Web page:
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Alternative Names Return to topUreteral obstruction - chronic; Obstructive uropathy - unilateral - chronic
Definition Return to top
Chronic unilateral obstructive uropathy is a condition in which there is long-term blockage of one of the tubes (ureters) that drains urine from the kidneys.
Causes Return to top
Unilateral obstructive uropathy usually occurs when ureteral or kidney stones block the flow of urine. Urine backs up and causes kidney swelling (hydronephrosis).
Risk factors for unilateral obstructive uropathy include:
Chronic unilateral obstructive uropathy occurs in approximately 5 out of every 1,000 people.
Symptoms Return to top
Exams and Tests Return to top
Your health care provider will perform a physical exam, which includes feeling your abdomen. The exam may reveal a swollen kidney.
A blood pressure measure may reveal high blood pressure. A urinalysis may show blood in the urine. A urine culture can determine if you have an infection.
Kidney swelling or blockage of the ureter may appear on these tests:
Treatment Return to top
The goal of treatment is to reduce or remove the blockage.
Stents or drains placed in the ureter or in the renal pelvis may provide short-term relief of symptoms.
A nephrostomy tube, which drains urine from the kidney through the back, may be used to relieve the blockage.
Surgery to repair the underlying cause will usually correct the blockage.
Outlook (Prognosis) Return to top
This condition damages the structures of the urinary tract. It may result in permanent damage to the kidney. If only one kidney is involved, the other kidney usually continues to work, and kidney failure or insufficiency does not occur.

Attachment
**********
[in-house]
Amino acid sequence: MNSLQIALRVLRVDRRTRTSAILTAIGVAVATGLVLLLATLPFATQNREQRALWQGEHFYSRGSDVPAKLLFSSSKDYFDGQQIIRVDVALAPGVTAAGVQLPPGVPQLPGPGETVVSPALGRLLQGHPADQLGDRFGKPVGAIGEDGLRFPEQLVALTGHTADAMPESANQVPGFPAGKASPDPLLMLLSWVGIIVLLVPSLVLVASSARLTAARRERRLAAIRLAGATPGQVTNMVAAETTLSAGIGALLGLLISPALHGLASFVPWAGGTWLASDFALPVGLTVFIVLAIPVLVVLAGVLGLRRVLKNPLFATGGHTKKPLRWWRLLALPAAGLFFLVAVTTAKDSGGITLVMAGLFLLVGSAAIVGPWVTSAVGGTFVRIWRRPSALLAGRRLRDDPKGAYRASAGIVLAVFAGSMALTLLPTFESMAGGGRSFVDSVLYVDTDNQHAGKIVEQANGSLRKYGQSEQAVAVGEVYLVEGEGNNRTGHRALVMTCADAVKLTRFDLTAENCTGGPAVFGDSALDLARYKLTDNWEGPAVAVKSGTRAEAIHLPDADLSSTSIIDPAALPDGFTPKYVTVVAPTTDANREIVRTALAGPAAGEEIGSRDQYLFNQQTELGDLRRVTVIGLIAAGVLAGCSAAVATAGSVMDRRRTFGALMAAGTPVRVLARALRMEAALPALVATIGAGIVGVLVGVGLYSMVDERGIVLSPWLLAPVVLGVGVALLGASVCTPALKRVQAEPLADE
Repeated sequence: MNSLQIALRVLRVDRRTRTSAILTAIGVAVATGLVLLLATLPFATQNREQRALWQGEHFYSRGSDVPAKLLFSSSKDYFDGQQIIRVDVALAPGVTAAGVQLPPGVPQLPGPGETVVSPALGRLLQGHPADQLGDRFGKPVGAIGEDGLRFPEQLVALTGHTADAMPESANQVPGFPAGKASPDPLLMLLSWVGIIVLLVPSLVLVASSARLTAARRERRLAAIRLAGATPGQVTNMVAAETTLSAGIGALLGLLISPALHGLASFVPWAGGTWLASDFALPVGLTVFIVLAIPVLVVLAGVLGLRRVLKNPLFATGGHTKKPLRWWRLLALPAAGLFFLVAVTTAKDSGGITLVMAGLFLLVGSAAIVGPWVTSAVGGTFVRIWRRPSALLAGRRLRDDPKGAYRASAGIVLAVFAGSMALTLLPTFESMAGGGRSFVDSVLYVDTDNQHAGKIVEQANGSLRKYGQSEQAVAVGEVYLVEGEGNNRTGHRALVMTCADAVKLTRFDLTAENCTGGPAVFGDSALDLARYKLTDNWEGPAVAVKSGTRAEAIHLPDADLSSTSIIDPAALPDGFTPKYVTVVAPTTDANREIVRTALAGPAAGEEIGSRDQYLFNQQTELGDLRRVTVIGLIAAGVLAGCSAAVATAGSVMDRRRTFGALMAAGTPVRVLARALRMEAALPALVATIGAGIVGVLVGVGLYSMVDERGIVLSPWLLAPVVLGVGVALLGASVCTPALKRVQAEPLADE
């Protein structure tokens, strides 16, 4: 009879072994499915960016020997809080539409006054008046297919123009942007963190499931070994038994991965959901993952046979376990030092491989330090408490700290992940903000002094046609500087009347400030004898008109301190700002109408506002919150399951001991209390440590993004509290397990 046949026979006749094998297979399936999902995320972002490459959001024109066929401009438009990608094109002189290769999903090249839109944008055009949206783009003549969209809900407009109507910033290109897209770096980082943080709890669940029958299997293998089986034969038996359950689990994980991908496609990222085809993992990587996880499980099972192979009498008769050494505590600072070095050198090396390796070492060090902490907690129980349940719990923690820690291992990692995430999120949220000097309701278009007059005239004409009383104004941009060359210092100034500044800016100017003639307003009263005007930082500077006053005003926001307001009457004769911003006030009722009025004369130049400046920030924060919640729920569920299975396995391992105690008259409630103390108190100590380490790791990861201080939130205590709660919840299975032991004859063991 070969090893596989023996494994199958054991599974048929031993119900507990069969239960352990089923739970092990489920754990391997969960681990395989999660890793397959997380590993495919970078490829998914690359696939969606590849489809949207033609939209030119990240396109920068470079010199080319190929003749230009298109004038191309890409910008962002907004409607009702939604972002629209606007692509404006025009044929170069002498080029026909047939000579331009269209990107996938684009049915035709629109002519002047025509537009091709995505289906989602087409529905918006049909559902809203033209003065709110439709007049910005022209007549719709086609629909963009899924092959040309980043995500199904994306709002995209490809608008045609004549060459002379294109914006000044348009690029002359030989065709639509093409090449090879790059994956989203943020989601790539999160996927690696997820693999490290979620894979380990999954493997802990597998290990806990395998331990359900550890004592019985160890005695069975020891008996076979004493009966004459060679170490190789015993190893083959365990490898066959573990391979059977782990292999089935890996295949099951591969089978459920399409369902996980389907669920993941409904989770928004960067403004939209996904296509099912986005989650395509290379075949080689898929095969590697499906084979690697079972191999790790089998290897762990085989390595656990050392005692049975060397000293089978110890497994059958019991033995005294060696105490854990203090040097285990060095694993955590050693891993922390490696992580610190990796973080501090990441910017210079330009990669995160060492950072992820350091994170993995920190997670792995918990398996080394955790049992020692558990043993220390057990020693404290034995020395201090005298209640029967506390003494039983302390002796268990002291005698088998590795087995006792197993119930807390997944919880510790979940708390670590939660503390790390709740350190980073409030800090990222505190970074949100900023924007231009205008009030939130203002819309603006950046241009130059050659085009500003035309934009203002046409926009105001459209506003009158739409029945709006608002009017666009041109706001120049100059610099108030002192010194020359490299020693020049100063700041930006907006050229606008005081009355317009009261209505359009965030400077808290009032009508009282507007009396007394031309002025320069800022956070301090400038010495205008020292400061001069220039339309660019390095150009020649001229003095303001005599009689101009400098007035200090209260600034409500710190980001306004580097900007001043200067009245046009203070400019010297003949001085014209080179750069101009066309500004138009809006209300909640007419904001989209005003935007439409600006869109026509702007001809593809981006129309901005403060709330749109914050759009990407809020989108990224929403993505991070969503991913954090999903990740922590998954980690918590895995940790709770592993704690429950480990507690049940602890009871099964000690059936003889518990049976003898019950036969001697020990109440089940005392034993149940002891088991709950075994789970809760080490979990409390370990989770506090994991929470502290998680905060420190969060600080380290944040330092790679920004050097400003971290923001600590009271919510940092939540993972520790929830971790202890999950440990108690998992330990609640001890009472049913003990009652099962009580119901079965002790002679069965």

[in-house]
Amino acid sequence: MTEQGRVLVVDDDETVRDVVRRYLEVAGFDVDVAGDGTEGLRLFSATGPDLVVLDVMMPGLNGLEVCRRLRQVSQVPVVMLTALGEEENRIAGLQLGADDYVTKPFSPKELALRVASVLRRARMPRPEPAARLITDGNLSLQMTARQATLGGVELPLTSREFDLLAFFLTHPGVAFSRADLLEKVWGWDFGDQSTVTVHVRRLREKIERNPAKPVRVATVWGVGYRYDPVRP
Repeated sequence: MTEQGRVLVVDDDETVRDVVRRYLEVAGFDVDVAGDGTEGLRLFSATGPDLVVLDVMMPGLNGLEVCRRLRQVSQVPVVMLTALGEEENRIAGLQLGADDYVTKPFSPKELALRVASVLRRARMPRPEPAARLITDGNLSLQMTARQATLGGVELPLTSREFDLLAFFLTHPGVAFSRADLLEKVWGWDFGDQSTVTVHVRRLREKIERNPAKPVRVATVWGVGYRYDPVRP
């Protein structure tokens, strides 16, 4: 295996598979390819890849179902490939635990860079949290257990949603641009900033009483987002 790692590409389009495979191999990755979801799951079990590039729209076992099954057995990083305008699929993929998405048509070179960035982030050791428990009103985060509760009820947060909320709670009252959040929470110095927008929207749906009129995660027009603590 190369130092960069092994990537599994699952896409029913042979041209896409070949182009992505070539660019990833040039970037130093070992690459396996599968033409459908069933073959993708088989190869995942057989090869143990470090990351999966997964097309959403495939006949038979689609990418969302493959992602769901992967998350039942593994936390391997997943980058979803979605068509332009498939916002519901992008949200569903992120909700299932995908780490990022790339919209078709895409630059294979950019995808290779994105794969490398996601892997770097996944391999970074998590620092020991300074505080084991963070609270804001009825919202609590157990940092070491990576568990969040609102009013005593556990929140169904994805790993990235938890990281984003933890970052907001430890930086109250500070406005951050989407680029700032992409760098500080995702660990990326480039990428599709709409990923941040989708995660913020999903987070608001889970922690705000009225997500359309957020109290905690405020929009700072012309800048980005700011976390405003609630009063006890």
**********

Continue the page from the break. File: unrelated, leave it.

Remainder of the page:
Possible Complications Return to top
When to Contact a Medical Professional Return to top
Call your doctor if you have flank pain or other symptoms of chronic unilateral obstructive uropathy.
If you have already been diagnosed with this condition, call your health care provider if symptoms worsen or persist despite treatment, or if new symptoms develop.
Prevention Return to top
If you are prone to kidney stones, drink plenty of water (6 to 8 glasses per day) to reduce the chances of their formation.
A diet low in sodium and oxalates and high in citrate may reduce your risk of calcium-based kidney stone formation. Talk to a nutritionist for more information on such diets.
Urinary tract infections should be treated promptly and thoroughly.
References Return to top
Wein AJ, et al. Campbell-Walsh Urology. 9th ed. St. Louis, Mo: WB Saunders; 2007.
Goldman L, Ausiello D, et al. Cecil Textbook of Medicine, 22nd ed. Philadelphia, Pa: WB Saunders; 2004:741-742.Update Date: 1/24/2008 Updated by: Marc A. Greenstein, D.O., F.A.C.O.S. Urologist, Somerset Medical Center in Somerville, NJ. Review provided by VeriMed Healthcare Network. Also reviewed by David Zieve, MD, MHA, Medical Director, A.D.A.M., Inc.